Mohammed Ali Ibrahim - Three years ago, the Egyptian people woke up to read the official newspapers, Al-Ahram and Al-Goumohoria, informing them that the Noble Prize Laureate, Mohammed Elbaradei, would run in the presidential race against the former President Hosni Mubarak, who had ruled the country for about 30 years. "What a brave man!" some people said. Others took him for a queer and an eccentric character. Some other people attacked him and slammed his ingratitude. For them, the man was just an ungrateful person who dared to confront Mubarak after he awarded him the Grand Cordon of the Order of the Nile, the highest Egyptian civilian decoration, which gives him immunity from prosecution.
Actually, he was the one who triggered the revolution of the 25th of January, particularly after he called upon opposition parties to boycott the elections over transparency fears. For him, it was clear that polls would be rigged and forged. Observers and analysts believe ElBaradei would trigger another revolution in 2013 after his call for the boycott of the upcoming parliamentary polls. He warned that polls could be a road to total chaos, and instability because torture, abductions, and lack of social justice were still rife in Egypt. He also warned that these elections would be another copy of the 2010 tragedy of the one sided political game.
"Called for parliamentary election boycott in 2010 to expose sham democracy. Today I repeat my call, will not be part of an act of deception," ElBaradei, who leads the main opposition National Salvation Front posted on his Twitter account. The 2010 parliamentary elections under Hosni Mubarak were widely criticised for fraud and voter manipulation.
ElBaradei's stance was immediately ridiculed by the politically dominant Muslim Brotherhood. The ruling Islamists said that he was dodging the challenge and wanted to grab power without a democratic mandate. Three years ago, he was the target of similar criticism and he was even accused of being a CIA agent. Rifts also appeared in the opposition. Some said a boycott would alienate ordinary Egyptians and allow the Islamists to maintain their sway inside parliament.
Egypt's Islamist President Mohammed Mursi announced on Thursday that the four-stage elections to the lower house of parliament would begin on April 22. A new parliament is important for Mursi because it would mean he would no longer be held solely responsible for Egypt's parlous state as the country struggles with economic and security problems. An election would also be an important barometer of public support after six months of political dominance by the Muslim Brotherhood and its Freedom and Justice Party.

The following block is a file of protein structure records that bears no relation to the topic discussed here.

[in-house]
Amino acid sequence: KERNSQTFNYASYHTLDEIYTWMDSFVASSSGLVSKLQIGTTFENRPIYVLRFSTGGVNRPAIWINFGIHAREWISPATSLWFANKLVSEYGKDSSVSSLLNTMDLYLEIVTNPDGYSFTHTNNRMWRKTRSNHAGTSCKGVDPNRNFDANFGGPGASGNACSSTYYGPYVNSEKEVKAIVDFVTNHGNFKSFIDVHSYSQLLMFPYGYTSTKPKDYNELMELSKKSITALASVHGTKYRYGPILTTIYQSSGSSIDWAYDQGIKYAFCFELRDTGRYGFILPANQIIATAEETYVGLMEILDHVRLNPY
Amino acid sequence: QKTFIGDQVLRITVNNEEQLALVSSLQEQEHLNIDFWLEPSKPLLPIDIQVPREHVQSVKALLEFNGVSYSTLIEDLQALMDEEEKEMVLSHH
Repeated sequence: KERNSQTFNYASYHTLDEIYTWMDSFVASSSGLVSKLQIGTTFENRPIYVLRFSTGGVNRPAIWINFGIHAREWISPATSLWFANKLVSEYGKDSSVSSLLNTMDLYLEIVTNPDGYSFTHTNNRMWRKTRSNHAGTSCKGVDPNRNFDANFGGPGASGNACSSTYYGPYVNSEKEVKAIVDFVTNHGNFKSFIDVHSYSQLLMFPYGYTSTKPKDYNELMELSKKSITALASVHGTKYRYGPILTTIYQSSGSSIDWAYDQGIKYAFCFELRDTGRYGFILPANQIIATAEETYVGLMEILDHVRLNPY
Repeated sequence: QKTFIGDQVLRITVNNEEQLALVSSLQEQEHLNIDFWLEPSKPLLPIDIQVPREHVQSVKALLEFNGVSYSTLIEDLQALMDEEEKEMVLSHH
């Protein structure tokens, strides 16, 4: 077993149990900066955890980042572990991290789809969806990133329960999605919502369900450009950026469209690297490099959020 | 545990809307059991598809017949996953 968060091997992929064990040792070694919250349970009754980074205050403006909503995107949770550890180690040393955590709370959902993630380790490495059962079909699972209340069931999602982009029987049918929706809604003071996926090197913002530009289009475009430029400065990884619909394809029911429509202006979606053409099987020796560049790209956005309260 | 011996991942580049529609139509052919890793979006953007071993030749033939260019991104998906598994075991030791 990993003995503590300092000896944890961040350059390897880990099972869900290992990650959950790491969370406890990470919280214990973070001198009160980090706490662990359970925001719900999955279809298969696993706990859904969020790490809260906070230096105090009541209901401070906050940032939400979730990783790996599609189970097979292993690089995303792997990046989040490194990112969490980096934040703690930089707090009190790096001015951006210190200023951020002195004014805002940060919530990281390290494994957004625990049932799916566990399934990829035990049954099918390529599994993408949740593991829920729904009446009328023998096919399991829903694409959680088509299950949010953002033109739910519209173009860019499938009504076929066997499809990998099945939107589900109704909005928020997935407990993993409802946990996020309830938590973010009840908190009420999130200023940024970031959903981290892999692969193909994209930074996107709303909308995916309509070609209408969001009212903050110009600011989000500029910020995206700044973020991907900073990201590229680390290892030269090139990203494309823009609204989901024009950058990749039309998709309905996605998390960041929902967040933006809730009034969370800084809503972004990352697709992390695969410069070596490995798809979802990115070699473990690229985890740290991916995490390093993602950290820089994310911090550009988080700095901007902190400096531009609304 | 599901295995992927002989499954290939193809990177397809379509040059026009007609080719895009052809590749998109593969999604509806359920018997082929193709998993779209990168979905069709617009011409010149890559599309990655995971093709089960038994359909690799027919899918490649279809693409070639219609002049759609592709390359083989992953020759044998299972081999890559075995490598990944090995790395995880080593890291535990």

The Islamist party won nearly half of the seats in Egypt's first free and fair parliamentary elections to the People's Assembly in late 2011 and early 2012. The ultraconservative Al Nur Party won a quarter and liberals and secularists emerged with only a fraction. The lower house was dissolved in June after the Supreme Constitutional Court ruled that one of the laws under which the elections were fought was not legitimate.
Since then, the President's approval rate has plunged from 72 per cent in August to 53 per cent by the end of January and the economy has suffered its worst slump since the uprising that deposed Mubarak in 2011. The Egyptian pound has witnessed a controlled devaluation and the price of basic food products has soared.
The opposition says it wants a genuine national dialogue that leads to the formation of a national unity government, amendment of the new constitution and peace on the streets. Analysts predict that if elections go ahead as planned, the Freedom and Justice Party's parliamentary dominance will be reduced. Al Nur Party has witnessed fracture, with many of its influential members breaking away to form Al Watan Party.
Liberal and secularist groups who make up the National Salvation Front have shown strong unity at times of conflict in the past several months, but they have also started to disagree about the political strategy. Some members of the National Salvation Front, such as the populist Nasserite Hamdeen Sabahi, have said they would boycott parliamentary elections, but the Front as a whole has not issued a decision. Mahmoud Salem, an activist and critic of Mubarak and now a critic of Mursi, said a boycott offered no real alternative to the political impasse. "Where's ElBaradei's party, its plan, its economic vision?" he said.
The Freedom and Justice party also accused the opposition of ducking responsibility. "Running away from a popular test only means that some want to assume executive authority without a democratic mandate," said the party's Deputy Leader Essam El Erian. "We've never yet known them to face any election or serious test."
Mazen Hassan, a professor of political science at Cairo University, said: "We have a general dissatisfaction with the direction in which the country is going and ordinary people are angry at politicians of all ideologies. The question is who are the major parties going to lose to? Losses for one party have to go somewhere else, but no one has emerged as a new front runner."
Mursi has also been criticised for scheduling the elections during the Christian holidays. However, a presidential spokesman said yesterday Mursi would reschedule elections that fall with Easter.
Turmoil in Egypt deepened with the second anniversary of the uprising on January 25, when anger spilled on to the streets. Rights groups have complained of widespread police abuse, and warned that brutality was on the rise in detention centres and at demonstrations. The groups said they held Mursi responsible for failing to stop such practices, which have claimed 60 lives since late January. In this tense political climate, Elbaradie would be certainly under fire from Islamists if strikes spread and civil disobedience reaches many governorates. –Middle East Online